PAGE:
[0121]FIG. 1 shows the distribution of PAI-1 in the tumour extracts. The distribution is skewed toward the lower values. The median value of PAI-1 was 0.86 interim units/mg protein (range 0.00-10.53). The cut-off levels of the lower and upper quartiles of the distribution of the PAI-1 concentrations were identified to classify patients into groups with low, medium and high concentrations of PAI-1. Within PAI-1 these levels were 0.40 InterimU/mg protein and 2.20 InterimU/mg protein.

[0122] In order to study the significance of PAI-l in patients with local disease, the group of patients with stage I was investigated separately. In this group the median value of PAI-I was used to separate the patients in groups with low and high concentrations; this value was 0.775 InterimU/mg protein (range 0.00-6.99).

[0123] Prognostic significance of PAI-1.

[0124] In the 106 patients the overall survival was compared for patients with low, medium and high levels of PAI-1. As seen in FIG. 2, overall survival was significantly better for patients with low PAI-1 concentration, than for patients with medium or high concentration (P=0.017, Tarone test of trends). The prognostic significance of PAI-1 was studied by univariate analysis. PAI-1 was found to have an impact on death hazard with a relative risk of 1.6 for low versus medium and 2.4 for low versus high (95% confidence interval 1.1-2.3 and 1.7-3.5, respectively).

[0125] Association of PAI-1 with other prognostic variables.

[0126] The association between tumour PAI-1 level and other prognostic variables was studied using the X2 test. As Table 2 illustrates there was no significant association between PAI-1 and other prognostic factors, such as age, disease stage, sex, tumour size or number of involved lymph nodes.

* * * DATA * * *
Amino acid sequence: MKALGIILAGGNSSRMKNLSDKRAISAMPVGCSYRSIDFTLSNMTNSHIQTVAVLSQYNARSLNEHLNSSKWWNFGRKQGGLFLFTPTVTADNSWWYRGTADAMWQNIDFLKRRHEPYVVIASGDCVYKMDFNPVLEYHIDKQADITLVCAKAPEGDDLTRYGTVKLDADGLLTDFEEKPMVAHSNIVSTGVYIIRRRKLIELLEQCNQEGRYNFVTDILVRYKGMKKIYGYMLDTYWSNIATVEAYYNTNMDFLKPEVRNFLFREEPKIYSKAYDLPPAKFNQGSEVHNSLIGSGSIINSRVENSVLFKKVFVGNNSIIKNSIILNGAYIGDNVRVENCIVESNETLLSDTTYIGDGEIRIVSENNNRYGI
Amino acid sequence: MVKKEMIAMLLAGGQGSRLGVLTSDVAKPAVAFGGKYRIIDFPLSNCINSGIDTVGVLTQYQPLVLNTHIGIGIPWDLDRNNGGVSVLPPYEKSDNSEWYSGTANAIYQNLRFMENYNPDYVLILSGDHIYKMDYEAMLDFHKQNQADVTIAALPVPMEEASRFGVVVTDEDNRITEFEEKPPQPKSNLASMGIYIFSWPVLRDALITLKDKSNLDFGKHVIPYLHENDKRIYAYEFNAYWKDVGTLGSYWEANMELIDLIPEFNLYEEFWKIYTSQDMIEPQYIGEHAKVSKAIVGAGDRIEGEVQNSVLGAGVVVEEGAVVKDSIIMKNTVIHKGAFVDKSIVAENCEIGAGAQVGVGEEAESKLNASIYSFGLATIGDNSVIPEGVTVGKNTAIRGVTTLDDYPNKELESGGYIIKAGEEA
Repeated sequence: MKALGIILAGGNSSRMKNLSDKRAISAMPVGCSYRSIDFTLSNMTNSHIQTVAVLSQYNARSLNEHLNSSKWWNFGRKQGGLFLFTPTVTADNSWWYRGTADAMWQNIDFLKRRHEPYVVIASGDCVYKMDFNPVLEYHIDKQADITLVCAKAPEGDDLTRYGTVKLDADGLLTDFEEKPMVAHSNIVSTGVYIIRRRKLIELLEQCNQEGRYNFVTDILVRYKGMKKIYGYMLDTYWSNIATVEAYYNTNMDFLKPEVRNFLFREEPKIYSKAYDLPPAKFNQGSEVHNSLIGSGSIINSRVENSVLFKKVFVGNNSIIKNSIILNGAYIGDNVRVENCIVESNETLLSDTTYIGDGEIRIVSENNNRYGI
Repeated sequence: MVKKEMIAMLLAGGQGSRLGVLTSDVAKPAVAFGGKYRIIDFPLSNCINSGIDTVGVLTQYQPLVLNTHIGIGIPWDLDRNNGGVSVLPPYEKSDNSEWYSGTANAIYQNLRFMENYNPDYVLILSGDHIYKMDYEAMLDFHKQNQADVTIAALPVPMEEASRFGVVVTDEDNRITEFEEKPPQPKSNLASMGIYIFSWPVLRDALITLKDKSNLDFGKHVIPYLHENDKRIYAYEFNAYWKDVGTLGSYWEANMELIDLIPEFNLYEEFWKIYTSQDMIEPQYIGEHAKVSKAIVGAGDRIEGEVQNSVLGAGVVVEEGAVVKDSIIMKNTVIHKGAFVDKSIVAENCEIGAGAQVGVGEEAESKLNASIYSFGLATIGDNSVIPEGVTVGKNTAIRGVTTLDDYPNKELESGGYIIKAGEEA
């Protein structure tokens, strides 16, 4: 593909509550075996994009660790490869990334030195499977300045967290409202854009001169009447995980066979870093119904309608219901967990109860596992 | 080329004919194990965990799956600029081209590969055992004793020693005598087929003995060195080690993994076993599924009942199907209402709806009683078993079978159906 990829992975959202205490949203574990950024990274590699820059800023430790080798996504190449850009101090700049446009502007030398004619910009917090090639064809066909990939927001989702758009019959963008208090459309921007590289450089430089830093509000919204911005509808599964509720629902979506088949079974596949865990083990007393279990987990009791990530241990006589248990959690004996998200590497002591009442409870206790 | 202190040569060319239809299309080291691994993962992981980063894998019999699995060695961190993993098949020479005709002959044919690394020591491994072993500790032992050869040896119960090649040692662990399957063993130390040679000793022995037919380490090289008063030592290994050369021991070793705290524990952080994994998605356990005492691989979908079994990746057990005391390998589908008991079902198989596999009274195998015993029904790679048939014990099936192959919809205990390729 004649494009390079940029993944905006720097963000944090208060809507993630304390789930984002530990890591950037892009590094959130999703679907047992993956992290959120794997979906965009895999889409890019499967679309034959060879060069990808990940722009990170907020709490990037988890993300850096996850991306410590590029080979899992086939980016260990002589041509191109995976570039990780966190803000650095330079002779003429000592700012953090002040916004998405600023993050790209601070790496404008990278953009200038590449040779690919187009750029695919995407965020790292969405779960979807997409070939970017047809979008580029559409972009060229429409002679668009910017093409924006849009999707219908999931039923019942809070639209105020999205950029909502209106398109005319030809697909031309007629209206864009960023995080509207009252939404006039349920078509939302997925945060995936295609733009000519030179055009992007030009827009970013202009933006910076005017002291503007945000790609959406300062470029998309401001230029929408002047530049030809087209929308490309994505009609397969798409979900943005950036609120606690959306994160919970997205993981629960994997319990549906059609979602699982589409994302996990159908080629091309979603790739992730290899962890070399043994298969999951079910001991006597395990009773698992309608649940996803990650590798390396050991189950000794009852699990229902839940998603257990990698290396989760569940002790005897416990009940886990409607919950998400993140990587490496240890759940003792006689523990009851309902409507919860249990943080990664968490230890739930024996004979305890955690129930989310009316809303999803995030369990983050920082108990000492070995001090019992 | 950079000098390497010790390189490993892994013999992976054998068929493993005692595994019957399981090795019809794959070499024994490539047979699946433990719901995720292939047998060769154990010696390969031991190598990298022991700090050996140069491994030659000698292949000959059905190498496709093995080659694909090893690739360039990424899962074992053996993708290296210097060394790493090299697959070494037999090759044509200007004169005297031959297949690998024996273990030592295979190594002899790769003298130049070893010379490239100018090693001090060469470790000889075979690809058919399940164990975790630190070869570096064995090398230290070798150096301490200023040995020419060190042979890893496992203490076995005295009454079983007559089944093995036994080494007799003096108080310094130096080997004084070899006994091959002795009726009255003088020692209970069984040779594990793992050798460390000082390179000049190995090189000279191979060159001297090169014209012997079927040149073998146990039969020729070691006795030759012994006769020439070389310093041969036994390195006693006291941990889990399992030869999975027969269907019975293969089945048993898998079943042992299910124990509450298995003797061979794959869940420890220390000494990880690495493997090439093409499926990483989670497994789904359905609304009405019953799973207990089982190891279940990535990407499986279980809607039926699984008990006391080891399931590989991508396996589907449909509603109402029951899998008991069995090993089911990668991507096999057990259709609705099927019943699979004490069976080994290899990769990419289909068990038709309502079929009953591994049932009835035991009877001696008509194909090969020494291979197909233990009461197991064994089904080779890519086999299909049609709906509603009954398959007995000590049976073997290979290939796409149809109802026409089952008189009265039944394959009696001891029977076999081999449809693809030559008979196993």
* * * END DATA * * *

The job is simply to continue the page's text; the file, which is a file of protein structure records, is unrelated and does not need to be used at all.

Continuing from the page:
Table 2

[0127] X2 test for association between PAI-1 in tumour extracts and other variables in patients with bronchiogenic adenocarcinomas.

Correlation with PAI-1
Variable P-value
Age 0.63
Sex 0.16
Stage 0.21
Radicality 0.20
Tumour size 0.59
Lymph nodes 0.22

[0128] Multivariate analysis.

[0129] To compare the prognostic significance of PAI-1 level with that of other parameters, multivariate analysis was performed for the 104 patients for whom full data were available (Table 3). Variables were eliminated from the model singly in a backwards fashion and reincluded only if the P-value was less than 0.05. This left PAI-1 and stage as the only two parameters. Using this analysis tumour PAI-1 level was found to be a statistically significant independent variable of overall survival with a relative risk of 1.5 for low versus medium and 2.3 for low versus high (95% confidence interval 1.1-2.2 and 1.6-3.3, respectively).

Table 3

[0130] Multivariate Cox regression analysis of 106 patients with bronchiogenic adenocarcinoma

Overall survival
Variable Multivariate P-value Relative risk
Stage >0.005 2.3
PAI-1
low vs. med. 0.05 1.5 (1.1-2.2)
low vs. high  0.005 2.3 (1.6-3.3)

[0131] Prognostic significance of tumour PAX-1 within patient sub-groups.

[0132] Regarding patients with stage I disease overall survival was compared for patients with levels below the median values and those with levels above. As shown in FIG. 3 there was a significant association between PAI-1 and overall survival (P=0.037).

[0133] Discussion

[0134] This retrospective study of 106 patients with bronchogenic adenocarcinoma, stage I to IIIb, indicates that high levels of PAI-1 in tumour extract supernatants are associated with short overall survival with statistical significance. In a multivariate analysis including all patients and factors such as age and stage, tumour PAI-1 was a significantly independent prognostic factor for overall survival.

[0135] In patients with localized disease (stage I and II) the 5 year survival is 40% in the subgroup with stage I and 10% in the subgroup with stage II (64). Determination of PAI-1 levels may be a useful prognostic marker to select radically resected patients with bronchogenic adenocarcinoma and poor prognosis for adjuvant treatment. The present study was limited to adenocarcinomas within the group of Non Small Cell Lung Cancer (NSCLC) in a relatively small number of patients. Hence the prognostic value of PAI-1 should be further evaluated in larger materials and within other subgroups of NSCLC. Also, the prognostic value of PAI-1 in other types of cancer might be evaluated in a similar manner (78).